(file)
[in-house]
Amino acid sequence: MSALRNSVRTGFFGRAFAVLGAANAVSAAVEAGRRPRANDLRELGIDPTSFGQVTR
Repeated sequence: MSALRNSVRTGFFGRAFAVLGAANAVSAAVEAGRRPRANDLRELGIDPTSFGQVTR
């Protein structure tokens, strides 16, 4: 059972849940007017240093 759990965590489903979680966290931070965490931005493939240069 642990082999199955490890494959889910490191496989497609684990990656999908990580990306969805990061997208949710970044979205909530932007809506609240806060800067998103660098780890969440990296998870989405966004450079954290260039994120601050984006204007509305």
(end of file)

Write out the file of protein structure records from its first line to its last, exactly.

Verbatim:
[in-house]
Amino acid sequence: MSALRNSVRTGFFGRAFAVLGAANAVSAAVEAGRRPRANDLRELGIDPTSFGQVTR
Repeated sequence: MSALRNSVRTGFFGRAFAVLGAANAVSAAVEAGRRPRANDLRELGIDPTSFGQVTR
């Protein structure tokens, strides 16, 4: 059972849940007017240093 759990965590489903979680966290931070965490931005493939240069 642990082999199955490890494959889910490191496989497609684990990656999908990580990306969805990061997208949710970044979205909530932007809506609240806060800067998103660098780890969440990296998870989405966004450079954290260039994120601050984006204007509305």